1.) Create a safe and calming environment in the house. Ideally, away from windows or doors. It helps to close the blinds or curtains. Play some soothing music. My go-to during times of stress is ‘Animal Whispers Sounds Therapy’ available to download here.
There are also many free sources to try on Youtube like ‘Through A Dog’s Ear’, available here. You may also consider purchasing a white noise machine which can help reduce anxiety. You may try these noises on Youtube first, or just go through a few different healing sounds and frequencies on Youtube to see which your animal likes the most! Be mindful not to play stimulating music and sounds from the TV as this can heighten emotions.
Hydrosols (Floral waters): Leave out 2-3 drops or spritz of Lavender, Neroli or Roman Chamomile hydrosols in 100 ml of water for them to self-soothe. These are very safe, calming and soothing aromatics to ease anxiety and fear. Good quality hydrosols are perfectly safe for the animal to ingest. You may also spray a few spritz onto their bedding, in the area they are resting as a room and space spray or if they have shown that they like the aromatic, you may spray onto their bandanna.
For instructions on how to offer hydrosols, please click here.
Essential oils: Frankincense, Valerian root, Lavender, Chamomile are all amazing anxiety, stress and fear soothing essential oils to offer for self-selection. Remember to use good quality oils from trusted suppliers who supply to aromatherapist, and dilute well.
For instructions on how to offer essential oils, please click here.
Dry herbs: Valerian root pouches. Valerian root is a wonderful relaxant and contains natural sedative qualities. Place 1 small handful of dried Valerian root herbs into a small pouch or wrap in tissue, and place near the animal as they rest. The animal may sniff, nibble or lick it.
Lavender or Chamomile Infusion: You can use dried Lavender or Chamomile flowers, or empty a Chamomile or Lavender tea bag into a pot (making sure there is only lavender and chamomile leaves in the tea bags, not mixed with other herbs or teas), pour ¼ cup of water for small dogs, 1 cup for large dogs, bring to the boil, then leave to cool. Strain the leaves. Once cooled, pour into a bowl for your animal to self-select. They may choose to lick, sniff or just sit near it.
Remember to offer aromatics to the animals through self-selection, so that they can self-soothe and self-medicate in a safe way as nature intended. Make sure they always have fresh, clean, plain drinking water available and are free to leave the room, away from the aromatics when they have had enough!
I have created an aromatic kit for dogs with therapeutic grade oils and hydrosols for soothing anxiety and fear around fireworks. Please click here for the aromatic kit for fireworks.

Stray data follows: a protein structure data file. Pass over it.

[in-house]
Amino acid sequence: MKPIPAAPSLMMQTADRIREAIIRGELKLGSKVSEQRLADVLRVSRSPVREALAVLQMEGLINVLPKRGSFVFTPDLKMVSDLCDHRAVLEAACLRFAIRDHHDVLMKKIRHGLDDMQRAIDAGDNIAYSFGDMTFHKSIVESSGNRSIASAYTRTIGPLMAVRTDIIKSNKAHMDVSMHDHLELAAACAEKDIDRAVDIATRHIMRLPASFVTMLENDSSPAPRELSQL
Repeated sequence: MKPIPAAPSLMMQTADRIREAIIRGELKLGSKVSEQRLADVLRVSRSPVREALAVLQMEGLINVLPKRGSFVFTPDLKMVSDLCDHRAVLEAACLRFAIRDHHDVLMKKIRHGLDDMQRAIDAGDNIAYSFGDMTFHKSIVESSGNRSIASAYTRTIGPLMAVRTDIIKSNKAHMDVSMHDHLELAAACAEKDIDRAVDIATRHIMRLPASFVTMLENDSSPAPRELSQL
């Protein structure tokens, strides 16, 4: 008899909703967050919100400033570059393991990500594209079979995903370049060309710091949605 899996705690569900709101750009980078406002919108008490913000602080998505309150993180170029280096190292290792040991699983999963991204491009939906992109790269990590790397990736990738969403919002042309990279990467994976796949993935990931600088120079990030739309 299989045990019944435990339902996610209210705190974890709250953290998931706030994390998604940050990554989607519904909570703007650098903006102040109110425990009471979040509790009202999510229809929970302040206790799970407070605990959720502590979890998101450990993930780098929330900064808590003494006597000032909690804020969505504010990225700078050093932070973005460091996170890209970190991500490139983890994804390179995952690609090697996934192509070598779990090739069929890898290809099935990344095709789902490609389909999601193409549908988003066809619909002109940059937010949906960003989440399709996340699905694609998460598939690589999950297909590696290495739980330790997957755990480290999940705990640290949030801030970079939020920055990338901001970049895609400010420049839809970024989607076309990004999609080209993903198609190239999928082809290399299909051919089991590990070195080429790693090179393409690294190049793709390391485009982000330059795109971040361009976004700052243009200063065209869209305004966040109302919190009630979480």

3.) Use food as a distraction
Put their favourite food on a lick mat, Kong, snuffle mat or other slow-release toys. You may freeze the Kong or lick mat beforehand so it lasts longer. Other natural chews include naturally dried cow’s ears. Although they may look a bit intimidating, the hairs also act as a natural wormer, flushing out other parasites.
4.) Include anti-anxiety foods
- Turkey: A great source of Typtophan, which increases the production of serotonin, helping the animal feel more happy, calm and relaxed.
- Salmon: The essential fatty acids, particularly Omega 3 helps avoid the stress hormone cortisol from spiking. Another amazing factor with salmon is that it also contains Tryptophan which has been shown to reduce anxiety and stress levels.
- Spinach: High concentrations of magnesium, along with numerous minerals and vitamins. These balance neurotransmitters that help reduce anxiety. Try to buy organic where possible.
- Asparagus: Packed with anti-oxidants to prevent and reduce anxiety. Asparagus acts as a prebiotic in the GI tract, which are essential to nutrient absorption and reduction of leaky gut, which can be a source of anxiety for your dog.
- Sweet potato: A complex carbohydrate full of vitamins and minerals, which help regulate blood sugar levels. Helps maintain a healthy GI tract which is vital for reducing anxiety.
- Avoid or minimise dry food and kibble-based diets where possible. Often, dried food causes blood sugar levels to spike and GI tract imbalances, causing gut issues which greatly contributes to anxiety and unbalanced emotions. If your animal is on dry food, try incorporating fresh wholefoods into their diet by adding 10% of fresh foods to the kibble each day. If you feel like they are reacting to a certain type of new food (loose stool, itchy skin), then limit that food and work with a holistic animal practitioner, nutritionist or veterinarian to figure out what foods are optimal for your animal.